Other objects and features of the radial piston pump are explained below with reference to the drawings.
FIG. 1 is a longitudinal section through a radial piston pump according to the invention;
FIG. 2 is a cross section through the radial piston pump of FIG. 1 taken in the region of the piston ring; and
FIG. 3 is a diagrammatic showing of a region of the sealing ring.
The radial piston pump 1 shown in FIG. 1 is preferably used in combination with internal combustion engine of a motor vehicle, and the pump is driven a suitable belt, not shown. The pump produces a stream of liquid which is used, for instance, for stabilizing the vehicle chassis, as well as for supporting the steering forces.
The pump 1 has a pump housing 3 which is comprised of two assembled parts, namely a base member 5 and a cover 7. The base member 5 is of solid construction. It supports a shaft 9, which is mounted by a bearing 11 in the base member 5. The shaft is provided with a packing 13 at the bottom of the base. A suitable drive wheel 17 is fixed for rotation on a stub shaft 15. The drive wheel drives the radial piston pump 1.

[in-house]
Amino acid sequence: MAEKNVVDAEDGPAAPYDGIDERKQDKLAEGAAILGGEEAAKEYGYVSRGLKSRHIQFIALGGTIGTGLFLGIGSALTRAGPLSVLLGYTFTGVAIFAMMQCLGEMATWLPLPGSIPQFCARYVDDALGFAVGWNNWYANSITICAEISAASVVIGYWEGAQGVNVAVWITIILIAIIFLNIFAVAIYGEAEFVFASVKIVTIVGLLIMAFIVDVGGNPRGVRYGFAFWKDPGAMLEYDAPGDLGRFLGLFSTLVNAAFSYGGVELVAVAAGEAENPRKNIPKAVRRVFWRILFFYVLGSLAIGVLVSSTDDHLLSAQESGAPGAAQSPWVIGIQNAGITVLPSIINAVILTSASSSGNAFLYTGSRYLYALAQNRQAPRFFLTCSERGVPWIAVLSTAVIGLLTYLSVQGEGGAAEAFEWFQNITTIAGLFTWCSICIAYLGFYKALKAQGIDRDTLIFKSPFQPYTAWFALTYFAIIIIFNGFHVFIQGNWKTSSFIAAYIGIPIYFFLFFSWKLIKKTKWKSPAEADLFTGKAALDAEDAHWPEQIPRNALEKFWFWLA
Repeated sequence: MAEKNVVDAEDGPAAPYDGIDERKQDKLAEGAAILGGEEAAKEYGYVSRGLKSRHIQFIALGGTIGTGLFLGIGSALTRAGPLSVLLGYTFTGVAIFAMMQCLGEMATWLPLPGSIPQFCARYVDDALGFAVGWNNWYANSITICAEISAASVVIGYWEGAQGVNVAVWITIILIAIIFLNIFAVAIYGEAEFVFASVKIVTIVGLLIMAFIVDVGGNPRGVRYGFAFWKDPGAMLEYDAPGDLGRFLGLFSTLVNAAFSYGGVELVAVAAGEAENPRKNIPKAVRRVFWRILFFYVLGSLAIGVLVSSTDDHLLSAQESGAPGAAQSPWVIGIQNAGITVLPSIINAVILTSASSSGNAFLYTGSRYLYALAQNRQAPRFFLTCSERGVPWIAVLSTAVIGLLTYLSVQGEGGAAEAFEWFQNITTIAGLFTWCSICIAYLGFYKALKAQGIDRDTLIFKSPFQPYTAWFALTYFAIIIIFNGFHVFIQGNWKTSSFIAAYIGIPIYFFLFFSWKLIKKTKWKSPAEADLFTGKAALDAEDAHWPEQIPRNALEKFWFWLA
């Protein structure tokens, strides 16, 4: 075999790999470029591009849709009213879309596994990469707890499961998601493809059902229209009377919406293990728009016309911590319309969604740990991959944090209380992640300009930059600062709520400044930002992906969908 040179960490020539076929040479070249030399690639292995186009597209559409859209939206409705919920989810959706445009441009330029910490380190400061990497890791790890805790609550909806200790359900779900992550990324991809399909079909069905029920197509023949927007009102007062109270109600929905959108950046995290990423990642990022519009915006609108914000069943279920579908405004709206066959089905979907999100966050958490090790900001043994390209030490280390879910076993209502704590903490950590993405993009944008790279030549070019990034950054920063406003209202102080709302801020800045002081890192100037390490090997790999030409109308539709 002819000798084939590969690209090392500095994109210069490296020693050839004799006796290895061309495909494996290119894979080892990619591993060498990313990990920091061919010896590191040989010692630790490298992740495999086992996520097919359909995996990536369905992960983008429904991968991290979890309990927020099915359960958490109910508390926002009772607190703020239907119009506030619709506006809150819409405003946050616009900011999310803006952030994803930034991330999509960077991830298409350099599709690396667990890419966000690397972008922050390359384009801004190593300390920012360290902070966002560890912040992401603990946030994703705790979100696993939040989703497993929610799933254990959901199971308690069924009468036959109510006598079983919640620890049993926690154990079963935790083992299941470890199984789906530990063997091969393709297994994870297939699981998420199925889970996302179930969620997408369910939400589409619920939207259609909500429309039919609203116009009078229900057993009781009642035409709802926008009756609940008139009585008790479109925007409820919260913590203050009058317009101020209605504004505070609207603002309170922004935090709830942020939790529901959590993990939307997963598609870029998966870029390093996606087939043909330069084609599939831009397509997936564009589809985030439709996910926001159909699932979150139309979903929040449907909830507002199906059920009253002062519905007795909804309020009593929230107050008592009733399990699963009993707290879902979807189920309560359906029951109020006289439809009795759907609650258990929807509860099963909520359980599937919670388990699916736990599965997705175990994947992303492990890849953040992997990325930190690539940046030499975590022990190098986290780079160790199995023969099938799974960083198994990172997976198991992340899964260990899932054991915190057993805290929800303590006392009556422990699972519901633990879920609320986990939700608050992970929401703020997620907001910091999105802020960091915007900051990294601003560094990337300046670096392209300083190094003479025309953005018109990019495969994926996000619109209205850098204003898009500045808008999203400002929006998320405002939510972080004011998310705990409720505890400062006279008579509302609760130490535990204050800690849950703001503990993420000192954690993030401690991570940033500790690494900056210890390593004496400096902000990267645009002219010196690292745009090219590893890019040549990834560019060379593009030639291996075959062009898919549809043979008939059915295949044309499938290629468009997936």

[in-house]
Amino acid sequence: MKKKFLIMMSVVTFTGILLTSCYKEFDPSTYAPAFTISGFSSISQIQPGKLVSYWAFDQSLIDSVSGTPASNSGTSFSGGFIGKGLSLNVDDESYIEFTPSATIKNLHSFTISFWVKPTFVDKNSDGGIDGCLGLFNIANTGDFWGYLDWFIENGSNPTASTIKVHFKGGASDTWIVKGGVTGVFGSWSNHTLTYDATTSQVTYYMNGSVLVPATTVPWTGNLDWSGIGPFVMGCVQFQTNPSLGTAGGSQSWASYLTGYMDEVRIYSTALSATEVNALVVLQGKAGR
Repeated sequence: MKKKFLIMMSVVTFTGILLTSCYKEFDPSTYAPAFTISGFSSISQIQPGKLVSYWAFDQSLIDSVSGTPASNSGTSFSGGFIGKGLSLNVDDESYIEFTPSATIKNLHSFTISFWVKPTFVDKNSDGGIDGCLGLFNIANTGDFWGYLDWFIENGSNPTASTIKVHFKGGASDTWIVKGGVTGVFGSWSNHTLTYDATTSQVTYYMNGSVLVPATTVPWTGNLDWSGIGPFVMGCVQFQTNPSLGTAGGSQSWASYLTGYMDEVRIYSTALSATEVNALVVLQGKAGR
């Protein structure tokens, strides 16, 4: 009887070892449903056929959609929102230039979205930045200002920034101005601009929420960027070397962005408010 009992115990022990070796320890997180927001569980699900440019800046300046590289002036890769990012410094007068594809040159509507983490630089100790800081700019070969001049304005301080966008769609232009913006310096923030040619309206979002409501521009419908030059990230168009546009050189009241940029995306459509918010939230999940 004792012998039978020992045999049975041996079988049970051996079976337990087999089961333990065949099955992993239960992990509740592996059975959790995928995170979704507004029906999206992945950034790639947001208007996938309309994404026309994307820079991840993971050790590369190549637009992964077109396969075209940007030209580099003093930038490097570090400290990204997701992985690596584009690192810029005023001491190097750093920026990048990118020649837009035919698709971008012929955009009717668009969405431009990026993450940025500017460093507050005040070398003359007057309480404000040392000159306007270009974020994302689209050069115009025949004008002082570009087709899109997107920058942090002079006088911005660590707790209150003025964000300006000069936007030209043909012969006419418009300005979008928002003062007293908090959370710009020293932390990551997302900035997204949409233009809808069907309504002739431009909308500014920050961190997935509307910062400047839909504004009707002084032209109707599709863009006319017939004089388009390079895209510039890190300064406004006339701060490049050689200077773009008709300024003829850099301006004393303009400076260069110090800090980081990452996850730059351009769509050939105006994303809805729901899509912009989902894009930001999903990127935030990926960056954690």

The shaft 9 includes an eccentric 21, which is eccentric to the axis of rotation 19 of the shaft. Beyond the eccentric, there is a shaft extension 25 which is mounted in a bearing and is arranged concentric to the other sections of the shaft 9.
A piston ring 27 extends over the axial region of the eccentric 21. The ring 27 is attached, fixed for rotation, to the base member 5 in a suitable manner, for instance by means of bolts 31. The ring 27 is preferably formed in a single part with a bearing attachment 29, which supports the bearing 23 and thus supports the shaft extension 25.